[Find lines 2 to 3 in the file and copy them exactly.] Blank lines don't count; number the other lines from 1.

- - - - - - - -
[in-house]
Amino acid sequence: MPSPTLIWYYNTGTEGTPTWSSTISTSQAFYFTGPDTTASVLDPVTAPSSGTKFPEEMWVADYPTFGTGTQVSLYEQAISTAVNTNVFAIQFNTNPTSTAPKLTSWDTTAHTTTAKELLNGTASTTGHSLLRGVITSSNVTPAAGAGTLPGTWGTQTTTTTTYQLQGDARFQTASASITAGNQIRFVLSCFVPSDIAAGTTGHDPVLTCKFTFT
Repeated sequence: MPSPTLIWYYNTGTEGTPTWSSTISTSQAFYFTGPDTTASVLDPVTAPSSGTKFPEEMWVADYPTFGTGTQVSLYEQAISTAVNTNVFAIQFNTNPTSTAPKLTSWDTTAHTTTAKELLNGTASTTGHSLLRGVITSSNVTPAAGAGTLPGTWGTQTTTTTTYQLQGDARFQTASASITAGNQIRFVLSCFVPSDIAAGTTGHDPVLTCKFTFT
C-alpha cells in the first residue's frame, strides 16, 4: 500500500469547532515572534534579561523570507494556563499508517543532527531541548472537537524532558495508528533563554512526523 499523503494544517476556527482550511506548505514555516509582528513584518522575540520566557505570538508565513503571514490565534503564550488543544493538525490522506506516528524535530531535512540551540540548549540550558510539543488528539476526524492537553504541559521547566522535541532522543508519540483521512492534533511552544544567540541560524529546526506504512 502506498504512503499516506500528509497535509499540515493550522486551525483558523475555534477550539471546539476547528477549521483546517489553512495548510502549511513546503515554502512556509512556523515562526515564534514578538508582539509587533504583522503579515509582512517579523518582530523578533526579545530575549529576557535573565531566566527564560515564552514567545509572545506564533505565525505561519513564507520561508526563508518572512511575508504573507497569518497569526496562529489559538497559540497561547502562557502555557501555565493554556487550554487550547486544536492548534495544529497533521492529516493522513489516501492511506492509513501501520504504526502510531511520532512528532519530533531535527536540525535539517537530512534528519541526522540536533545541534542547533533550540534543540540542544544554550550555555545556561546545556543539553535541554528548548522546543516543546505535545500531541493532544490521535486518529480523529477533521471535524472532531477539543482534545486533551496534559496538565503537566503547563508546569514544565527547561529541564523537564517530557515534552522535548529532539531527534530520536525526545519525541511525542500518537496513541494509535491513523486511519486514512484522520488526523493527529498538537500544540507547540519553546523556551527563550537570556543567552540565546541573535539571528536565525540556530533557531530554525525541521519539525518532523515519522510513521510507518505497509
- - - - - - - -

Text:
Amino acid sequence: MPSPTLIWYYNTGTEGTPTWSSTISTSQAFYFTGPDTTASVLDPVTAPSSGTKFPEEMWVADYPTFGTGTQVSLYEQAISTAVNTNVFAIQFNTNPTSTAPKLTSWDTTAHTTTAKELLNGTASTTGHSLLRGVITSSNVTPAAGAGTLPGTWGTQTTTTTTYQLQGDARFQTASASITAGNQIRFVLSCFVPSDIAAGTTGHDPVLTCKFTFT
Repeated sequence: MPSPTLIWYYNTGTEGTPTWSSTISTSQAFYFTGPDTTASVLDPVTAPSSGTKFPEEMWVADYPTFGTGTQVSLYEQAISTAVNTNVFAIQFNTNPTSTAPKLTSWDTTAHTTTAKELLNGTASTTGHSLLRGVITSSNVTPAAGAGTLPGTWGTQTTTTTTYQLQGDARFQTASASITAGNQIRFVLSCFVPSDIAAGTTGHDPVLTCKFTFT